Human rights judges ruled today that the Russian authorities were responsible for “serious failings” in their response to the Beslan school terrorist attack, which left 180 children dead.
As just satisfaction (Article 41), the European Court of Human Rights held that Russia was to pay the 409 applicants a total of 2,955,000 euros (EUR) in respect of non-pecuniary damage, and the applicants’ representatives a total of EUR 88,000 in respect of costs. The individual awards to the applicants took account of the extent of their suffering and of the measures taken by Russia with the aim of compensating and rehabilitating the victims.
The case concerned the September 2004 terrorist attack on a school in Beslan, North Ossetia (Russia). For over fifty hours heavily armed terrorists held captive over 1,000 people, the majority of them children.
Following explosions, fire and an armed intervention, over 330 people lost their lives (including over 180 children) and over 750 people were injured.
The case was brought by 409 Russian nationals who had either been taken hostage and/or injured in the incident, or are family members of those taken hostage, killed or injured. They made allegations of a range of failings by the Russian state in relation to the attack.
In today’s Chamber judgment in the case of Tagayeva and Others v. Russia (application nos. 26562/07, 14755/08, 49339/08, 49380/08, 51313/08, 21294/11 and 37096/11), the European Court of Human Rights made the following findings.
Unanimously, the Court held that there had been a violation of Article 2 (right to life) of the European Convention on Human Rights, arising from a failure to take preventive measures. The authorities had been in possession of sufficiently specific information of a planned terrorist attack in the area, linked to an educational institution. Nevertheless, not enough had been done to disrupt the terrorists meeting and preparing; insufficient steps had been taken to prevent them travelling on the day of the attack; security at the school had not been increased; and neither the school nor the public had been warned of the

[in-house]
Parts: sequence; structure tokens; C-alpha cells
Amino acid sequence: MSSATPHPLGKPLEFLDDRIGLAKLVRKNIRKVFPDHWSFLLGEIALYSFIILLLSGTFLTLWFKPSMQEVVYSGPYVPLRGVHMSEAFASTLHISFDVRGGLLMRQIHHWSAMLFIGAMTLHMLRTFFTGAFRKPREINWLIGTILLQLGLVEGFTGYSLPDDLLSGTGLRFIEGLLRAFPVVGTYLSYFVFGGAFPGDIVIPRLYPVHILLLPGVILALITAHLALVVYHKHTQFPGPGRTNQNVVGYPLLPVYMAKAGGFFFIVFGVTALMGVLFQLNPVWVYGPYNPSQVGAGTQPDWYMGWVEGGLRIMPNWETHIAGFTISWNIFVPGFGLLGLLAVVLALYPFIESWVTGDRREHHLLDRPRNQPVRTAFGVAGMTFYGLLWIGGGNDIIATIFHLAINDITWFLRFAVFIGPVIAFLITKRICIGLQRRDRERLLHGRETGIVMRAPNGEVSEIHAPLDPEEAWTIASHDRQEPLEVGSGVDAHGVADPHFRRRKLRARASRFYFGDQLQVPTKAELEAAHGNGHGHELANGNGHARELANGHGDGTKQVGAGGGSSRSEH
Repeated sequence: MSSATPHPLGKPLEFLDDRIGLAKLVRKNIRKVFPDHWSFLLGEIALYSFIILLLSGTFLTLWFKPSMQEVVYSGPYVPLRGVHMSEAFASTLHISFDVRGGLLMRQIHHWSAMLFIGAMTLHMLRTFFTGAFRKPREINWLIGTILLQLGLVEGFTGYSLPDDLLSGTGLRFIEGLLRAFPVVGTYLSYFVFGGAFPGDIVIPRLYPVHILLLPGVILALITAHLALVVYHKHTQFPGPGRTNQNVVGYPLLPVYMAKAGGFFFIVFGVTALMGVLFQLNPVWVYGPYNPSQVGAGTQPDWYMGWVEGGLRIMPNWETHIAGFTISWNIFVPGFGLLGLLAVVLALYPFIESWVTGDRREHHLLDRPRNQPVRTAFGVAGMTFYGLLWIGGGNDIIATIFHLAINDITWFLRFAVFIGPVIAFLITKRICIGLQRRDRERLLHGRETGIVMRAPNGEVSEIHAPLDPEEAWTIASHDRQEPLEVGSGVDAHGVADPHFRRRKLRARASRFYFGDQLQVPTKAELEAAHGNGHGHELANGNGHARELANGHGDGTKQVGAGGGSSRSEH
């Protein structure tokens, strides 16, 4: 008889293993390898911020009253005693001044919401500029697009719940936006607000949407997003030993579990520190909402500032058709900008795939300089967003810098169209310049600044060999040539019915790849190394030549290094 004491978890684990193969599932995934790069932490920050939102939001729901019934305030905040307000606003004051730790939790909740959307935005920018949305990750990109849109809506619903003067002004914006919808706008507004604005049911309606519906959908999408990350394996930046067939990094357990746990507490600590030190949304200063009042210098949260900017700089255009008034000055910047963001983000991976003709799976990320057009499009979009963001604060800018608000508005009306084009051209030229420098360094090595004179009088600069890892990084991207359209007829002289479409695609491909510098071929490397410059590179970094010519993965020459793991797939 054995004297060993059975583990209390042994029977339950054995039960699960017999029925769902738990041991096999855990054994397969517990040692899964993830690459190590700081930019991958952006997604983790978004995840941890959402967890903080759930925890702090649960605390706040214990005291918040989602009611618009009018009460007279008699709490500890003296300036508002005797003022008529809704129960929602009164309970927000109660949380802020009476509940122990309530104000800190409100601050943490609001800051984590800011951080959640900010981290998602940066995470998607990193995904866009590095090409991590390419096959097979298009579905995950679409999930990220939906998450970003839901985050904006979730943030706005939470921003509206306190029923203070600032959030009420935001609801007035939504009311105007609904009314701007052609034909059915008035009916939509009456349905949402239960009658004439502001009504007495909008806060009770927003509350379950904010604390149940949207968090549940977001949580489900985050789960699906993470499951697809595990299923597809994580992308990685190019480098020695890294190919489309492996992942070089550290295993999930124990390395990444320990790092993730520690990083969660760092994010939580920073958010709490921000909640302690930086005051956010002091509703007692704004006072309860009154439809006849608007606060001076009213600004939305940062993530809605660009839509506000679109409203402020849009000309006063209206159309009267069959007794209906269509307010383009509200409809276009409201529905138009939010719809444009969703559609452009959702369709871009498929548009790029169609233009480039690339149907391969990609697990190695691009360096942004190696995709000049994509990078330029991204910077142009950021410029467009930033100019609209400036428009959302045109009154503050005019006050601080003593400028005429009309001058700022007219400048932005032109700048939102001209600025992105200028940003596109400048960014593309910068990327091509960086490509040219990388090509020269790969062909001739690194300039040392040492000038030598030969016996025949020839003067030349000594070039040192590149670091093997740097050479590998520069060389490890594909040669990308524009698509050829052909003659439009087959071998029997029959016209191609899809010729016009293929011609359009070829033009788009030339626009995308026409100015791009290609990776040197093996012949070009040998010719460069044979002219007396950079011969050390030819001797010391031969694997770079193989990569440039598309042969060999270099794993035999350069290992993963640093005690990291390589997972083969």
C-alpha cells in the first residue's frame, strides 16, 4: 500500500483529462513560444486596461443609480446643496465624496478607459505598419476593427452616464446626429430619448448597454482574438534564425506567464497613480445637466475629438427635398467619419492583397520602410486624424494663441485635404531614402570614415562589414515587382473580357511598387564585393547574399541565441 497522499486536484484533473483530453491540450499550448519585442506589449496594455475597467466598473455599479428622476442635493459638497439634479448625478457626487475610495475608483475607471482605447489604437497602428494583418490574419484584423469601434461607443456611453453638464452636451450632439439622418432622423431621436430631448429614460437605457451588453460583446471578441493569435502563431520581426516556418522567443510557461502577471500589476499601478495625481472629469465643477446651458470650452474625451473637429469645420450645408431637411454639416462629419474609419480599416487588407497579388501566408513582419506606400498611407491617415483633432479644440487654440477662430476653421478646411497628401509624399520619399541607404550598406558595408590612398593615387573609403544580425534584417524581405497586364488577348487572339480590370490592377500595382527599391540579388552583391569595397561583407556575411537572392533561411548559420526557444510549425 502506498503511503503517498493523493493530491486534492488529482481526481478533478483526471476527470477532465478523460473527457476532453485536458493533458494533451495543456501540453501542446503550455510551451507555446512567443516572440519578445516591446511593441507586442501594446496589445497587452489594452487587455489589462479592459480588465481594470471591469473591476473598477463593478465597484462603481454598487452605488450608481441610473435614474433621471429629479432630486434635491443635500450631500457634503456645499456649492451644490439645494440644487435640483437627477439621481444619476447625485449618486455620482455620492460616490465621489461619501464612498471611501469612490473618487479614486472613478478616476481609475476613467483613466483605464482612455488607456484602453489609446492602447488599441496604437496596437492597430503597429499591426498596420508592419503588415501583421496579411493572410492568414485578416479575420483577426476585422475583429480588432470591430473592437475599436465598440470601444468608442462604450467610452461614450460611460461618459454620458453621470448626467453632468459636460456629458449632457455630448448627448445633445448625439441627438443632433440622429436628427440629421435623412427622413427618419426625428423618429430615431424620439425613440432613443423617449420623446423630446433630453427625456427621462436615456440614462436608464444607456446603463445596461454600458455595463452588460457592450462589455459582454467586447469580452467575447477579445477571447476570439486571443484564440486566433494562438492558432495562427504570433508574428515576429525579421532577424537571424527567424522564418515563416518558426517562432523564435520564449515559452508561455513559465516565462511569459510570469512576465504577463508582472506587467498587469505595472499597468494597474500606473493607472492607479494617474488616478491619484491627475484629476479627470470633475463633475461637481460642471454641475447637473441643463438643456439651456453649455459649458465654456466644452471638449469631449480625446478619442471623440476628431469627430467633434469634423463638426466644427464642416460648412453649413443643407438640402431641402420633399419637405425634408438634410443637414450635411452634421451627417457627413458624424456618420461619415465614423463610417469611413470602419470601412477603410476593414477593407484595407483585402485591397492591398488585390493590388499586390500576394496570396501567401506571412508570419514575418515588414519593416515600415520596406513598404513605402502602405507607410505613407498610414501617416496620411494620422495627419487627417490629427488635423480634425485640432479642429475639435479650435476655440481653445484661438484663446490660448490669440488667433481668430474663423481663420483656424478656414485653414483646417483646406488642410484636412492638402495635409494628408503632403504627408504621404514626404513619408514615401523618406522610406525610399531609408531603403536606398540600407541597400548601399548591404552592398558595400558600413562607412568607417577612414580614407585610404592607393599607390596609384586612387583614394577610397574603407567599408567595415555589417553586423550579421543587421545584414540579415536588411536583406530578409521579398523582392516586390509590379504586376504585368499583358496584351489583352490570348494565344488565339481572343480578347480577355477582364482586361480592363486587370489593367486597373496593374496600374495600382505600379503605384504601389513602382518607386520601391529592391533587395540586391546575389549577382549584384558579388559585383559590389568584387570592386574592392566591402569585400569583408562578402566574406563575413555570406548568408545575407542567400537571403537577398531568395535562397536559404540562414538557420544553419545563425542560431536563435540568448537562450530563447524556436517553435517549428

Unanimously, the Court found that there had been a violation of the procedural obligation under Article 2, primarily because the investigation had not been capable of leading to a determination of whether the force used by the State agents had or had not been justified in the circumstances.
By five votes to two, the Court held that there had been a further violation of Article 2, due to serious shortcomings in the planning and control of the security operation. The command structure of the operation had suffered from a lack of formal leadership, resulting in serious flaws in decision-making and coordination with other relevant agencies.
By five votes to two, the Court also found that there had been a violation of Article 2 arising from the use of lethal force by security forces. In the absence of proper legal rules, powerful weapons such as tank cannon, grenade launchers and flame-throwers had been used on the school. This had contributed to the casualties among the hostages and had not been compatible with the requirement under Article 2 that lethal force be used “no more than [is] absolutely necessary.”
Taking into account the compensation already afforded to the victims in Russia and various domestic procedures that had been aimed at establishing the circumstances of the events, the court held, by six votes to one, that there had been no violation of Article 13 (right to an effective remedy).
Under Article 46 (binding force and implementation of judgments), the Court indicated the need for a variety of measures aimed at drawing lessons from the past, raising awareness of applicable legal and operational standards, and deterring similar violations in the future. It also held that the future requirements of the pending investigation into the incident must be determined with regard to the court’s conclusions about investigation’s failures to date.